Those of us who bemoan the “death of the liberal arts” do not do so simply because the jobs of professors are at stake, but because we believe that liberal learning is the only fit preparation for any portion of life—especially one that involves responsibility for the common good. Those of us who have [...]

What Is a Classical Education?

By |2020-05-08T10:01:17-05:00May 12th, 2020|Categories: Classical Education, Classics, Culture, Education, Great Books|

When most people imagine a classical school, they probably think of a K-12 institution with a compulsory Latin curriculum focusing on grammatical analysis and close translation, an integrated approach to humanities that takes inspiration from the Great Books programs developed over the last sixty years, and some compromise with the conventional STEM-orientation in science [...]

On Distance “Learning”

By |2020-05-08T17:21:44-05:00May 8th, 2020|Categories: Coronavirus, Education, Technology|

Now it is at its heights that education in universities has been forced to undertake the impossible errand of distance-learning with its virtual classrooms. It is true that there is some remaining love of truth, even in the virtual classroom, but the wine of this love is diluted where the immediate interpersonal bond is broken. [...]

University Administration and the English Language

By |2020-05-06T09:14:17-05:00May 6th, 2020|Categories: Culture, Education, George Orwell, Language, Modernity|

Learning and language are intimately related. People speak well—clearly, concretely, and accurately—about the things they know, and poorly when they pontificate about things they don’t. Broadly-educated people speak well about many things; they are dilettantes rather than pedants, the two kinds of intellectual according to Miguel de Unamuno. Primo Levi, a professional chemist as [...]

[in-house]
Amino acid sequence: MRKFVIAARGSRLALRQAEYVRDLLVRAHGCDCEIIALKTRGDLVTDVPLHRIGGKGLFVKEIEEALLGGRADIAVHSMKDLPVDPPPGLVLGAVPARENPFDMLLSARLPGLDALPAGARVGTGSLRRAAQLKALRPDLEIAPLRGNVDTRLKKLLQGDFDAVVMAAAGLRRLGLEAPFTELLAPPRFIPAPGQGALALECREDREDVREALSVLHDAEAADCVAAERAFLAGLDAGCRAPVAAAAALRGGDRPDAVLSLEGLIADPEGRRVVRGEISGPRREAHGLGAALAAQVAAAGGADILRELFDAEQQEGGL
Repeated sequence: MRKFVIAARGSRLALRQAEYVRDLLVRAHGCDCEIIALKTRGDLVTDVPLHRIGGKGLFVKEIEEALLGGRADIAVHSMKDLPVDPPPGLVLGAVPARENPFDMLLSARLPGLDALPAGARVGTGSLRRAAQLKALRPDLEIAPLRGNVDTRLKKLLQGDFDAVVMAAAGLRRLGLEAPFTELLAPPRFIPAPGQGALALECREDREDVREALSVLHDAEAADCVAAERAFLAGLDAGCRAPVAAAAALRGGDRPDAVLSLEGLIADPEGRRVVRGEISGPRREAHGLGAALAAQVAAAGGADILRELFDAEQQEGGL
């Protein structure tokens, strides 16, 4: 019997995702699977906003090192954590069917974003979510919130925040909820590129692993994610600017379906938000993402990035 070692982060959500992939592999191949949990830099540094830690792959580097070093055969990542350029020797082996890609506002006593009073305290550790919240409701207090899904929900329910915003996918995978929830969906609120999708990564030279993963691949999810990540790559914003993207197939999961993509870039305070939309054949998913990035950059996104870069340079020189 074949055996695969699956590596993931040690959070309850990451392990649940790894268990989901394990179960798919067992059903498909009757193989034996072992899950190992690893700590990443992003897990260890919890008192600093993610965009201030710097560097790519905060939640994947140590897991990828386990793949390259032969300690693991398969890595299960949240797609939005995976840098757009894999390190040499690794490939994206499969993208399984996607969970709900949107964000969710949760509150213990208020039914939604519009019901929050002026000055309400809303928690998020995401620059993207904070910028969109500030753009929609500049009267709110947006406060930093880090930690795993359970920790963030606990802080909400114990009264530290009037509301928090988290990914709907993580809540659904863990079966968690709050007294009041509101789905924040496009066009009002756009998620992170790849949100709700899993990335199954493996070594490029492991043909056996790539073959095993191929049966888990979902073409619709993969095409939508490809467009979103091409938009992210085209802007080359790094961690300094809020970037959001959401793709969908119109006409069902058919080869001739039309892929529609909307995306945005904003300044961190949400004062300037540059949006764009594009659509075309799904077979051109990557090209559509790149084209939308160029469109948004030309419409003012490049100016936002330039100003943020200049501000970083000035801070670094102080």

Is Online University Education Possible?

By |2020-05-07T12:04:45-05:00May 6th, 2020|Categories: Culture, David Deavel, Education, Modernity, Senior Contributors|

Does online education mean the end of universities? Or, if pursued with an understanding of its limits and of the necessity of a non-virtual community of learning behind it, could online learning be part of the idea of a university? Is there anything better for a teacher than watching one’s students do great things? [...]

The Joy of the Liberal Arts in a Pandemic World

By |2020-05-04T17:39:38-05:00May 4th, 2020|Categories: Culture, Education, Gleaves Whitney, Liberal Arts, Liberal Learning|

In a crisis, it is best to balance change and continuity. The liberal arts help us do so by embracing both. On the one hand, they are the anchor-in-bedrock that conserves the best of our culture. On the other hand, they are the wind-in-the-sail that powers us to betterment. I. Accelerating Our Experience of [...]

Josef Pieper, Totalizing School, and Embodied Liberal Education

By |2020-05-03T13:58:51-05:00May 3rd, 2020|Categories: Coronavirus, Culture, Education, Liberal Learning, Modernity|

We teachers have been hearing for years how online learning will soon sweep our worlds away. That’s possible, but my concern is more immediate: that in the rush to put our classes online, we are tempted to create a world of Total School. I am—genuinely—one of the luckiest people in the whole coronavirus pandemic. [...]